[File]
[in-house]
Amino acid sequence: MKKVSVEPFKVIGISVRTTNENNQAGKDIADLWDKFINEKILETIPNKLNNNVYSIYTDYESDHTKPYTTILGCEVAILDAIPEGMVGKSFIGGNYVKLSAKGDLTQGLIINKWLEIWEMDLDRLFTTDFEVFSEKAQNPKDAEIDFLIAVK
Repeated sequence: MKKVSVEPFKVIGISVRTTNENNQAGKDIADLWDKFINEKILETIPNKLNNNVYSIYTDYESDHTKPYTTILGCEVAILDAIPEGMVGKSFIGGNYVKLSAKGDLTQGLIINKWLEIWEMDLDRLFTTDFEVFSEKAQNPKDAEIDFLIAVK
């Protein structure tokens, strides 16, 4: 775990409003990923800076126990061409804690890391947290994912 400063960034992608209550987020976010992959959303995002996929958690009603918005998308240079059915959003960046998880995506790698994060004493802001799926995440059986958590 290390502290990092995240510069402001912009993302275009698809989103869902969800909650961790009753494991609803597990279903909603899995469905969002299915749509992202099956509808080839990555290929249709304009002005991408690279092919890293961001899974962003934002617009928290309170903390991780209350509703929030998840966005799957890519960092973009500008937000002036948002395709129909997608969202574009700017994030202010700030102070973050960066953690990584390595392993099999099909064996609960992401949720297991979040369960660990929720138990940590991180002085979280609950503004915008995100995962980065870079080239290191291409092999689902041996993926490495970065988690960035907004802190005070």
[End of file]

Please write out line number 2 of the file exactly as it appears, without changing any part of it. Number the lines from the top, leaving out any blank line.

Amino acid sequence: MKKVSVEPFKVIGISVRTTNENNQAGKDIADLWDKFINEKILETIPNKLNNNVYSIYTDYESDHTKPYTTILGCEVAILDAIPEGMVGKSFIGGNYVKLSAKGDLTQGLIINKWLEIWEMDLDRLFTTDFEVFSEKAQNPKDAEIDFLIAVK